In summary, the CHK2 T59K sequence variant was detected in seven individuals by the screening (including the original carrier from Table 2) and in an additional two individuals in the family analysis, producing a total of nine individuals. Three out of these nine individuals were diagnosed with two tumors (i.e. in total, 12 tumors in nine individuals). Eleven out of the 12 tumors were available for LOH analysis at chromosome 22q, using markers D22S277, D22S1177, D22S272, D22S423 and D221179. Eight of these 11 tumors showed LOH with at least one marker. The three tumors not showing LOH derived from breast cancer (an individual with bilateral disease had LOH at chromosome 22q in only one of the two primary tumors).
This screening of a large number of tumor samples suggests that CHK2 gene inactivation does not play a major role in the pathogenesis of cancer growth. We identified a somatic mutation at a splice site in one tumor sample, resulting in abnormal splicing of the gene, in an individual diagnosed with breast cancer at the age of 45 years. The wild-type copy of the CHK2 gene was lost in this individual, suggesting a typical two-hit mechanism of a tumor suppressor gene.
Only one of the four detected germ line variants affects the Chk2 protein sequence, by substituting lysine for threonine at amino acid position 59. This region of the protein is poorly characterised and the functional aspects of the threonine in this position are unclear. This position is close to an Atm phosphorylation site at T68, but there is no evidence so far for a phosphorylation at T59 [9, 13].
The T59K sequence variant is not likely to be highly penetrant with respect to tumor growth. Seven of the nine individuals with the T59K sequence variant were diagnosed with more than one primary tumor and/or are members of cancer families. The remaining two individuals carrying the CHK2 T59K mutation were diagnosed with breast cancer at the age of 42 years and colon cancer at the age of 66 years, respectively. The absence of complete segregation in one family with a history of colon cancer and a second family with breast cancer (in addition to other tumor types), and the low frequency of mutation in individuals with various tumor types, do not support the idea of a highly penetrant germ line variant, but the modifying effect on tumor pathogenesis may be of relevance.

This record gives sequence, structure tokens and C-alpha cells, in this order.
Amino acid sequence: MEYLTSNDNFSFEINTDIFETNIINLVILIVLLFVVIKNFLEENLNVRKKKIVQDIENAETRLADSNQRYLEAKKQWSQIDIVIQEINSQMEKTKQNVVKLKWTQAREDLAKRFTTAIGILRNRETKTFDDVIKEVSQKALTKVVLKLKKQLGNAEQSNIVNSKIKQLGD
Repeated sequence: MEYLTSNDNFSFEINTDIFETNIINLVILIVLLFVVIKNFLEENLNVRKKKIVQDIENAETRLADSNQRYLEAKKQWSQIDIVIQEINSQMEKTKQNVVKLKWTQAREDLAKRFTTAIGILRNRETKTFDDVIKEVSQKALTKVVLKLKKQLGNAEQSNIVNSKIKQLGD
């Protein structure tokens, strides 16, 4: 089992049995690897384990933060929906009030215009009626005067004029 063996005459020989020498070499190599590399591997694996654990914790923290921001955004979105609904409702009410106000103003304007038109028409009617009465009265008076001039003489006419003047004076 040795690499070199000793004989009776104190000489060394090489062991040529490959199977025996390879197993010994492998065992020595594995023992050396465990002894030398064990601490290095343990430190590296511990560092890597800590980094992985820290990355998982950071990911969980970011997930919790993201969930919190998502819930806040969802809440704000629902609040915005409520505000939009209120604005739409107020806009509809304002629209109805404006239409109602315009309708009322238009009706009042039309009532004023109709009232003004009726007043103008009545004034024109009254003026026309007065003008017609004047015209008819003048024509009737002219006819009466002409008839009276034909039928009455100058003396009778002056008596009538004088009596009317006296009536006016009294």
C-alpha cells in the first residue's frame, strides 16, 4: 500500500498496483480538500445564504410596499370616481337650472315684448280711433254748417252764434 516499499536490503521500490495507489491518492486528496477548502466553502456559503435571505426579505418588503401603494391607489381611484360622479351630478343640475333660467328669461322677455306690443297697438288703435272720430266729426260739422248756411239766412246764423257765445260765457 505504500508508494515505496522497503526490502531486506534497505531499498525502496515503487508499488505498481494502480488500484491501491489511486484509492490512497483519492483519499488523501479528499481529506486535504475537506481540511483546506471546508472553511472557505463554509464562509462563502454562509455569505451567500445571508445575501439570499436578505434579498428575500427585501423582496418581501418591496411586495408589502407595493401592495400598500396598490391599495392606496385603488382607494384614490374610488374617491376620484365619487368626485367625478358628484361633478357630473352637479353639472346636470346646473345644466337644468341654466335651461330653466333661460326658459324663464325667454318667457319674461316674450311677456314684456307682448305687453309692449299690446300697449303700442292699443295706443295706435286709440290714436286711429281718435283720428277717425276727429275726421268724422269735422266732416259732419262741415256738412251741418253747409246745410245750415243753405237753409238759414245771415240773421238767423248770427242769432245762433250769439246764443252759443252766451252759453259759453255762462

We suggest that the T59K germ line variant is a low-penetrance allele with respect to tumor growth, but additional genetic variations of unknown origin may enhance the family history of cancer. Even though an amino acid is changed as a result of the sequence variation, this study does not clearly show, but does support, a dysfunctional variant. As suggested by the absence of sequence variants in the CHK2 gene in individuals carrying the BRCA2 999del5 mutation, there is no evidence of CHK2 acting as a modifying genetic factor on the tumor phenotype in these individuals. The remaining three germ line variants of CHK2 are also detected in the normal population and are therefore putative polymorphisms. The silent polymorphism at codon 84 has been reported earlier in other populations [14, 18], while the other two polymorphisms at a short mononucleotide stretch are novel.
The CHK2 gene is known to have several genomic copies through the genome that have a high sequence conservation . Our sequence comparison indicates that the first 10 exons do not give problems due to DNA sequence homology between genes, but homology is detected for exon 11 to exon 14 of the CHK2 gene. In our primer set, only primers from exon 11 give a perfect match with an additional CHK2 copy from chromosome 10. Other primers for exons 12 to 14 have one to three nucleotide mismatches. It is therefore unlikely that the detected variants are from other copies of the CHK2 gene, since they are not from the highly conserved part of the gene. There is a risk that we are missing sequence variants from exons 11 to 14, although they could be detected as bands with weak intensity. It is therefore difficult to rely on this work being a full screen of CHK2 sequence variants.
In conclusion, CHK2 germ line mutations and somatic mutations are detected in breast cancer, but CHK2 inactivation does not play a major role in the cancer growth. Somatic mutations in the CHK2 gene are rare in breast tumors. The detected CHK2 T59K germ line allele is probably of low penetrance with respect to cancer growth. In breast cancer, mutations in TP53 and CHK2 genes probably explain only a part of the genetic instability detected in breast tumors.
loss of heterozygosity
polymerase chain reaction
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This work was funded by the Icelandic Cancer Society and the University of Iceland Research Fund.
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Ingvarsson, S., Sigbjornsdottir, B.I., Huiping, C. et al. Mutation analysis of the CHK2 gene in breast carcinoma and other cancers. Breast Cancer Res 4, R4 (2002). https://doi.org/10.1186/bcr435
- breast cancer
- chromosome 22q